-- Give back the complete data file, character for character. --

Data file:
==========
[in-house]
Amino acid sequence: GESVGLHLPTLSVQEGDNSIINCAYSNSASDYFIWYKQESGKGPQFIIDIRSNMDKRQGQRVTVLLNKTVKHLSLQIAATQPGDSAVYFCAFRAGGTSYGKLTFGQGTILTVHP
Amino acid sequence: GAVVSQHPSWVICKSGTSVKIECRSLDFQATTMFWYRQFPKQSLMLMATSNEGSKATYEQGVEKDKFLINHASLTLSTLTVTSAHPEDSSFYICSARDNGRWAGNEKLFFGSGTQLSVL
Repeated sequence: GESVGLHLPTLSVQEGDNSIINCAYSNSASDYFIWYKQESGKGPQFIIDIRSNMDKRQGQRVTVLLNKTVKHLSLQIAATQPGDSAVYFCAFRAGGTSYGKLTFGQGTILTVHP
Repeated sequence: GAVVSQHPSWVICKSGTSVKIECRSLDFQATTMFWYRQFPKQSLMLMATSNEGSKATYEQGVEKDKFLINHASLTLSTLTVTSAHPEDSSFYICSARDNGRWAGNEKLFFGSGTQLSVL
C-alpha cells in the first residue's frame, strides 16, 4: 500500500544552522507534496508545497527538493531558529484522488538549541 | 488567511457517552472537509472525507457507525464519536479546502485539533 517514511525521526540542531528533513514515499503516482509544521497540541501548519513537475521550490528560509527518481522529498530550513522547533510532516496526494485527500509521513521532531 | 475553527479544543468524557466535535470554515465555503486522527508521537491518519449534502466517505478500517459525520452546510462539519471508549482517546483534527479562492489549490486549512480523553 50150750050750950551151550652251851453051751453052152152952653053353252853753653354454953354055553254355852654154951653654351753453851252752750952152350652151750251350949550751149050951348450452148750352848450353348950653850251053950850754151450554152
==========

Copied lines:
[in-house]
Amino acid sequence: GESVGLHLPTLSVQEGDNSIINCAYSNSASDYFIWYKQESGKGPQFIIDIRSNMDKRQGQRVTVLLNKTVKHLSLQIAATQPGDSAVYFCAFRAGGTSYGKLTFGQGTILTVHP
Amino acid sequence: GAVVSQHPSWVICKSGTSVKIECRSLDFQATTMFWYRQFPKQSLMLMATSNEGSKATYEQGVEKDKFLINHASLTLSTLTVTSAHPEDSSFYICSARDNGRWAGNEKLFFGSGTQLSVL
Repeated sequence: GESVGLHLPTLSVQEGDNSIINCAYSNSASDYFIWYKQESGKGPQFIIDIRSNMDKRQGQRVTVLLNKTVKHLSLQIAATQPGDSAVYFCAFRAGGTSYGKLTFGQGTILTVHP
Repeated sequence: GAVVSQHPSWVICKSGTSVKIECRSLDFQATTMFWYRQFPKQSLMLMATSNEGSKATYEQGVEKDKFLINHASLTLSTLTVTSAHPEDSSFYICSARDNGRWAGNEKLFFGSGTQLSVL
C-alpha cells in the first residue's frame, strides 16, 4: 500500500544552522507534496508545497527538493531558529484522488538549541 | 488567511457517552472537509472525507457507525464519536479546502485539533 517514511525521526540542531528533513514515499503516482509544521497540541501548519513537475521550490528560509527518481522529498530550513522547533510532516496526494485527500509521513521532531 | 475553527479544543468524557466535535470554515465555503486522527508521537491518519449534502466517505478500517459525520452546510462539519471508549482517546483534527479562492489549490486549512480523553 50150750050750950551151550652251851453051751453052152152952653053353252853753653354454953354055553254355852654154951653654351753453851252752750952152350652151750251350949550751149050951348450452148750352848450353348950653850251053950850754151450554152